An optimal nutrient intake not only helps you maximise physical performance, it can also minimise any muscle damage (1). Each macronutrient has a specific role especially before a workout, the ratio in which you consume them will vary depending on the individual and the kind of exercise they are about to undertake (2).
Carbohydrate Consumption and Exercise
Muscles use glucose from carbohydrates to make fuel and your body processes and stores glucose in the form of glycogen found in the liver and muscles. For both low and high intensity exercise, your glycogen stores are your muscles main source of energy (3). However for longer workout sessions, the degree to which glucose is used from the carbohydrates is dependent on several factors such as the intensity, type of workout and overall diet (3).
As your muscles glycogen stores are limited, when the stores become depleted the output and intensity also end up diminishing (4, 5). There is a consistent amount of research which shows that carbohydrates can increase glycogen stores and utilisation along with boosting carbohydrate oxidation during exercise (6, 7, 8).
Carbohydrate loading, is thepractise which involves consuming a high-carb diet for anything up to one week before a competition or exercise bout and is a well-known and understood method which can maximise body stores of glycogen (7, 8).
Experts recommended that consuming 0.6 to 1.0 g/kg body mass within the first 30 min of completing a glycogen depleting exercise bout and again every two hours for the next four to six hours to allow for proper re-synthesis of glycogen (9).
Glycogen synthesis which is influenced by insulin secretion can be better stimulated when both carbohydrates and protein are consumed together after exercising (10, 11, 12).
Protein Consumption and Exercise
There are numerous studies which document the potential that protein consumption has on improving athletic performance, both before and after exercising.
Improved anabolic response and muscle growth (13, 14)
Improved muscle recovery (14)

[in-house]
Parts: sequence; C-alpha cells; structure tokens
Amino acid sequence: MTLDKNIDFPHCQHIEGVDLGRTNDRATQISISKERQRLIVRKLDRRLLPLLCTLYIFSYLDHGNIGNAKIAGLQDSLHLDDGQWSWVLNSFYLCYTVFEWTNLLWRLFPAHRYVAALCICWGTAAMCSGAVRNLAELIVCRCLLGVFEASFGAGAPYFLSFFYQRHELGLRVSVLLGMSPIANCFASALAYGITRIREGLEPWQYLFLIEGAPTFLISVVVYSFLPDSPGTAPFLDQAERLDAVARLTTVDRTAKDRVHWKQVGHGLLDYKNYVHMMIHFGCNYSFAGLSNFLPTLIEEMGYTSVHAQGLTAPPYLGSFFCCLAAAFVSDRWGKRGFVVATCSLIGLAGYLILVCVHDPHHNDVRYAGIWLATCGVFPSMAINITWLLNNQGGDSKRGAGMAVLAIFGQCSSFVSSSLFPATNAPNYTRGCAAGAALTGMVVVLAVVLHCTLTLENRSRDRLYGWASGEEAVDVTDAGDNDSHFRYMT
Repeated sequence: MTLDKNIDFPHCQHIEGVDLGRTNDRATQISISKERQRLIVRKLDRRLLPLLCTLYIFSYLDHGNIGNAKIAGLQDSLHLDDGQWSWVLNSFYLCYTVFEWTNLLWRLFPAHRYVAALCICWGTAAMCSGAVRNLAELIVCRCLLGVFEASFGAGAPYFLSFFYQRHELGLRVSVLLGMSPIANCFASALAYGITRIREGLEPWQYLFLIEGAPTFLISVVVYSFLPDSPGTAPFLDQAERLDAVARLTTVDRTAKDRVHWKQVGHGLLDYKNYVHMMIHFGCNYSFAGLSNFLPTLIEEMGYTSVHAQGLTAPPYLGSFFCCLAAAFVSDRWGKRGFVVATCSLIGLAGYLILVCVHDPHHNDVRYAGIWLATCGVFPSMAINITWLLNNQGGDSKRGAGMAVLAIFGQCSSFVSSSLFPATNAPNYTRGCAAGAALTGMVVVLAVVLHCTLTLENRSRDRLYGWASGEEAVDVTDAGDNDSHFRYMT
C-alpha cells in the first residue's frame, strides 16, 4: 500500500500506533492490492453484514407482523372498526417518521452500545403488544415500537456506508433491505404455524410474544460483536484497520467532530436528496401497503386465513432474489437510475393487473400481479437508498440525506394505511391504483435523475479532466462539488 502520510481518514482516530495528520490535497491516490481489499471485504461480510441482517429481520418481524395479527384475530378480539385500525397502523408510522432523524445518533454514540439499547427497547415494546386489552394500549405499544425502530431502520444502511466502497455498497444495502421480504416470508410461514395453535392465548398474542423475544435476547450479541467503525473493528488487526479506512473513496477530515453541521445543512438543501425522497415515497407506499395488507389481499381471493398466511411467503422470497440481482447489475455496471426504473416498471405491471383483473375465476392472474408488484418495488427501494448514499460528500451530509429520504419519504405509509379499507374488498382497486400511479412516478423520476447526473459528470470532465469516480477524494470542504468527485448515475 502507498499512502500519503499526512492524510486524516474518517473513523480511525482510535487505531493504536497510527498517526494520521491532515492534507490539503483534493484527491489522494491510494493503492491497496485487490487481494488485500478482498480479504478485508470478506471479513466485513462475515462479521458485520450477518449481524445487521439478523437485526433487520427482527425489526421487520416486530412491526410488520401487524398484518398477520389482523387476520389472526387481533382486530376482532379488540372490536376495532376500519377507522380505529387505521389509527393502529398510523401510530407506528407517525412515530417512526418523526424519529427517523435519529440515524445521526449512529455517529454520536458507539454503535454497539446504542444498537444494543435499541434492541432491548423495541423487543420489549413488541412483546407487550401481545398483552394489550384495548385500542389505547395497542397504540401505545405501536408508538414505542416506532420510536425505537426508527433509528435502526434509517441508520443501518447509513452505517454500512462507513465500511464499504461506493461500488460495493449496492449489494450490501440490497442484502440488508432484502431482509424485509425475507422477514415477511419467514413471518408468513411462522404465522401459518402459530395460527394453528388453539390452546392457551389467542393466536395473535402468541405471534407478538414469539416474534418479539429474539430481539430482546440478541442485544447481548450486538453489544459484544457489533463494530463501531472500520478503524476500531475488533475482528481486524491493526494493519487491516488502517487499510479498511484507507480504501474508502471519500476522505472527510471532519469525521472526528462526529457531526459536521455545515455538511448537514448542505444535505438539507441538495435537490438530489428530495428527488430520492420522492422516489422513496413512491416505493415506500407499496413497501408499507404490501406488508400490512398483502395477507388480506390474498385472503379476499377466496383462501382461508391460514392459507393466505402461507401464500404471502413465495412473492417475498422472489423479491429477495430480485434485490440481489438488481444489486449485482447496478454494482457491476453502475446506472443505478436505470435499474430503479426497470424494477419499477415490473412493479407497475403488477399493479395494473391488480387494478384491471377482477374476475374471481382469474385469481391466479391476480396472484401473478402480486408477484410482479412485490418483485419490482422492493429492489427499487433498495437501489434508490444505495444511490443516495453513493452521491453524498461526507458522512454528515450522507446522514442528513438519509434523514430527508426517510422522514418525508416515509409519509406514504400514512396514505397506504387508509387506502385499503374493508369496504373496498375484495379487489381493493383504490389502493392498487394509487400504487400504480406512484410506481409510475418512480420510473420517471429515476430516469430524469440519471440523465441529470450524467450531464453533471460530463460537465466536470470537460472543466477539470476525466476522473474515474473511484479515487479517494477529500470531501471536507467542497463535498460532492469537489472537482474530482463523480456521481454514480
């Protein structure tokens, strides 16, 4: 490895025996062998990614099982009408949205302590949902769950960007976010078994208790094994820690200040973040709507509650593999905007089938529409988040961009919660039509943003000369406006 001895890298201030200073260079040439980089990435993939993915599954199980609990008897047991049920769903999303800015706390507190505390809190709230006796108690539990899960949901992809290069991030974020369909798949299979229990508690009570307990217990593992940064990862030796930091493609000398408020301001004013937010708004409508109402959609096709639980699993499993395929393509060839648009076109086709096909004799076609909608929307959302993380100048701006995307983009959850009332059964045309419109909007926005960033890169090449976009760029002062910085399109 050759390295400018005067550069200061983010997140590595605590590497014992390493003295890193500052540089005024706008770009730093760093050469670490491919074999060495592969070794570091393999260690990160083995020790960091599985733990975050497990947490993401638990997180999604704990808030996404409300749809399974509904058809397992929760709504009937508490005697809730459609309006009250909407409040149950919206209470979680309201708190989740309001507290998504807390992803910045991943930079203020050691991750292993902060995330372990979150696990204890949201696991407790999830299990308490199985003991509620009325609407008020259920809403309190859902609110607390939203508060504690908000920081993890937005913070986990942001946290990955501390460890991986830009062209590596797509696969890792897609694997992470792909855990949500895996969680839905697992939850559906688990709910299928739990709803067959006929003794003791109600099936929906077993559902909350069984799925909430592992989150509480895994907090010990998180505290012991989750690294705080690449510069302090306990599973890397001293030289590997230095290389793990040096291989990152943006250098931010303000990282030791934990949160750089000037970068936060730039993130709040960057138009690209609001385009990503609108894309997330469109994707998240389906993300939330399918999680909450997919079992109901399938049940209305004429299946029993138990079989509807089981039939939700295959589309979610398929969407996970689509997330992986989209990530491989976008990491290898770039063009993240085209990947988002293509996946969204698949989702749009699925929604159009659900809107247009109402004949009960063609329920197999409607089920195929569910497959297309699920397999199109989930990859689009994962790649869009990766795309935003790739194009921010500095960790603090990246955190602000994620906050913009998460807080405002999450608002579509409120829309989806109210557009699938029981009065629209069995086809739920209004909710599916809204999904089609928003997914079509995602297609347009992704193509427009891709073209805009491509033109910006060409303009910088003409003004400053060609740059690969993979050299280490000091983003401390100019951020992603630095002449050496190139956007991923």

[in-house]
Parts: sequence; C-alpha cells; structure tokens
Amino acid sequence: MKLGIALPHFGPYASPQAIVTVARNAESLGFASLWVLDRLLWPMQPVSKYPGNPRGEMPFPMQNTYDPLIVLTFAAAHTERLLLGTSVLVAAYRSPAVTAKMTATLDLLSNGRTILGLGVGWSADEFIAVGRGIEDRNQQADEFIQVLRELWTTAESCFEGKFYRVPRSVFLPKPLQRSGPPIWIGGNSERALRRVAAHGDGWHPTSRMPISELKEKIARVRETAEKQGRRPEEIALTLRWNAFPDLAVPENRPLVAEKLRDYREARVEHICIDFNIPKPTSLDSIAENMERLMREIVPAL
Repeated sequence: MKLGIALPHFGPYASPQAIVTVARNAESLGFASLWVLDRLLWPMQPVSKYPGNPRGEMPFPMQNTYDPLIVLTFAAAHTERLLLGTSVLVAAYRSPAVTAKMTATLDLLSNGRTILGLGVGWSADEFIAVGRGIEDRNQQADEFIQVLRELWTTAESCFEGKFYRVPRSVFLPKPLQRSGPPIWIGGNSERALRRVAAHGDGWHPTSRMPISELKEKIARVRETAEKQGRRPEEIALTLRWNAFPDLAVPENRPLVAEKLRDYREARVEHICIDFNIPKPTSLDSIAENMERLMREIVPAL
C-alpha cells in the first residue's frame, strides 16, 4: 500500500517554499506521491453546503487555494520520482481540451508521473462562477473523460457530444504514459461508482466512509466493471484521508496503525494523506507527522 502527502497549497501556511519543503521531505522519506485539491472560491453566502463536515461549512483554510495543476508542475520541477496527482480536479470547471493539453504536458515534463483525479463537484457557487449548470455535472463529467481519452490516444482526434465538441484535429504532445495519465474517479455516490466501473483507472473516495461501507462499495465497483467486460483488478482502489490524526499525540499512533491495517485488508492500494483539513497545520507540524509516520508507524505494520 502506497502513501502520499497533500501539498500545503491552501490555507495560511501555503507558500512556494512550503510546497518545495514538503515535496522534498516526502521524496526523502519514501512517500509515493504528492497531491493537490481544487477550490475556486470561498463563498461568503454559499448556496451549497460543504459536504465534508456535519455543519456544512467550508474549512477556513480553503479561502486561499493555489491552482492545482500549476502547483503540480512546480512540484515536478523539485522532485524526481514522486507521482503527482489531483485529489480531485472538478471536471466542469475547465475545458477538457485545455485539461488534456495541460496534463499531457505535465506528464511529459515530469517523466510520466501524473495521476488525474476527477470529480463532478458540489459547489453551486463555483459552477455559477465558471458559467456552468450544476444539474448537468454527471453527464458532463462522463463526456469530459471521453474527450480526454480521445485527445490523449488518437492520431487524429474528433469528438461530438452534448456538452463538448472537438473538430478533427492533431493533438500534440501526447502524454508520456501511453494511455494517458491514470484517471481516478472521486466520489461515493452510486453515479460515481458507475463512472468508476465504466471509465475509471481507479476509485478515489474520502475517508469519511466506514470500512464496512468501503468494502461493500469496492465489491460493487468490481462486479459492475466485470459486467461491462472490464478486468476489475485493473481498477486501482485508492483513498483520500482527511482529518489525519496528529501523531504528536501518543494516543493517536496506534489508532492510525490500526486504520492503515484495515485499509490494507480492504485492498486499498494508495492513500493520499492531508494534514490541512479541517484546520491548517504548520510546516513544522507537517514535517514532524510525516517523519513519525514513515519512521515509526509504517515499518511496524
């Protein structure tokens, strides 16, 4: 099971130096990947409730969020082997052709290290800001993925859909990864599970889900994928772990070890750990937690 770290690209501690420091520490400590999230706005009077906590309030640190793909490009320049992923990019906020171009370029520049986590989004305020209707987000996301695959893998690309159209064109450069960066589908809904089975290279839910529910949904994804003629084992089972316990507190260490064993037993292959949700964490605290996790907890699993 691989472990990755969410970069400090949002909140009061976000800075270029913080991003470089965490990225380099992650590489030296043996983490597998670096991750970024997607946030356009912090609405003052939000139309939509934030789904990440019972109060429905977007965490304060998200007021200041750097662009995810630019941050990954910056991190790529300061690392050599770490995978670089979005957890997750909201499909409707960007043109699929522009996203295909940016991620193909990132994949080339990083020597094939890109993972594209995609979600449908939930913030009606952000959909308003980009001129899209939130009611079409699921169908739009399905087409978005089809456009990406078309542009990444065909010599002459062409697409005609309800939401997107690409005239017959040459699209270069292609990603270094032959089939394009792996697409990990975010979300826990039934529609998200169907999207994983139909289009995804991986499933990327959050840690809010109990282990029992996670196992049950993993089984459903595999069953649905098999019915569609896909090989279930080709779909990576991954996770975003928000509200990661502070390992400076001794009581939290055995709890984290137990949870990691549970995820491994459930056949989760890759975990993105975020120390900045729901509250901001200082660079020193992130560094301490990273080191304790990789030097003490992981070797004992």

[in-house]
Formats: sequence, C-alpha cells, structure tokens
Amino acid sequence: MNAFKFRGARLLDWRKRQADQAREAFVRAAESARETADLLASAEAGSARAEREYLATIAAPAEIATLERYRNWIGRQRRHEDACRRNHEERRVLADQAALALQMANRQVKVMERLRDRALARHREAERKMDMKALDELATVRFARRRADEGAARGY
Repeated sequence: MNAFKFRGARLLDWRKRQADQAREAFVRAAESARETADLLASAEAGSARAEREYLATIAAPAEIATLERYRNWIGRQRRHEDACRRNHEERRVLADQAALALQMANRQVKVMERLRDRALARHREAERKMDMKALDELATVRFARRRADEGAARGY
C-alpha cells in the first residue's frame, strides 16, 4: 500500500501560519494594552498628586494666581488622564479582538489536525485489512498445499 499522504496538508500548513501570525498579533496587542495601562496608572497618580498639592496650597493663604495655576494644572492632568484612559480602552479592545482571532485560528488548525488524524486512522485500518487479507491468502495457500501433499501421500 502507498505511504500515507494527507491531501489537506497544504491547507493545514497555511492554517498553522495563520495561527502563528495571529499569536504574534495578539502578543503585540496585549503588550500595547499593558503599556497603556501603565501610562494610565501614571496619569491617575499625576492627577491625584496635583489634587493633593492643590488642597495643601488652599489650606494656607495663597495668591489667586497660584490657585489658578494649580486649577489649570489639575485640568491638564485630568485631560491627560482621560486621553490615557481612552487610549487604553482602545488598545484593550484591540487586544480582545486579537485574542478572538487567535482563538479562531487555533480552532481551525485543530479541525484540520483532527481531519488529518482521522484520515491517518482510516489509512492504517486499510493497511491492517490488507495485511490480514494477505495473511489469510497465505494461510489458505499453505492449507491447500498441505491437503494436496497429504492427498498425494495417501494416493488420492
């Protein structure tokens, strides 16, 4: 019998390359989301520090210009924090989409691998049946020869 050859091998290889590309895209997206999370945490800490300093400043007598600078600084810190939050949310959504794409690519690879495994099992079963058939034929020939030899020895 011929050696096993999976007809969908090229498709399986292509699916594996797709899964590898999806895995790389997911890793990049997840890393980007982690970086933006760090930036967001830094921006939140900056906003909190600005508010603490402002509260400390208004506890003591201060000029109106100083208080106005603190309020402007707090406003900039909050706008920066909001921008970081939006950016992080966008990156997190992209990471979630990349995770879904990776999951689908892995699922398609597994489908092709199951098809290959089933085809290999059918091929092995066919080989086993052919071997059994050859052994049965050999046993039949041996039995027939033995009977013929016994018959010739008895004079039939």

Increased muscle protein synthesis (13, 15, 16).
Increased amounts of strength and lean body mass (17)
Increased muscle performance (13, 14, 17)
As exercise can trigger the breakdown of muscle protein, by consuming an adequate amount of protein after working out you can provide your body with the amino acids it requires to repair and rebuild proteins and new muscle tissues (18, 19)
Ingesting 20g to 40g of protein after a workout seems to maximise the body’s ability to recover optimally after exercise (20, 21).
The Importance Of Timing
Studies show that your body’s ability to rebuild its glycogen stores and use protein is generally enhanced right after you exercise (21) and for this reason experts recommend that you eat a post-workout meal which contains both carbohydrates and proteins within forty five minutes of exercising. Interestingly, it is also believed that delaying carbohydrate consumption by just two hours after exercising can lead to a fifty percent decrease in the rates of glycogen synthesis (10, 21).
However, if you ate a good well-balanced meal before working out, research does suggest that the benefits from this earlier meal will still apply after your training (15, 16, 21).
It is also importantto make sure that you drink plenty of water both before and after a workout and remain properly hydrated, as during exercise you end up losing a lot of water and electrolytes through sweat. By replenishing fluids and electrolytes after exercising you aid your body’s recovery and performance (22).
For more information on combining nutrition and exercise, see our nutrition for sport and exercise course.
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2. Kerksick, C., Harvey, T., Stout, J., Campbell, B., Wilborn, C., Kreider, R., Kalman, D., Ziegenfuss, T., Lopez, H., Landis, J. and Ivy, J.L., 2008. International Society of Sports Nutrition position stand: nutrient timing. Journal of the International Society of Sports Nutrition, 5(1), p.17.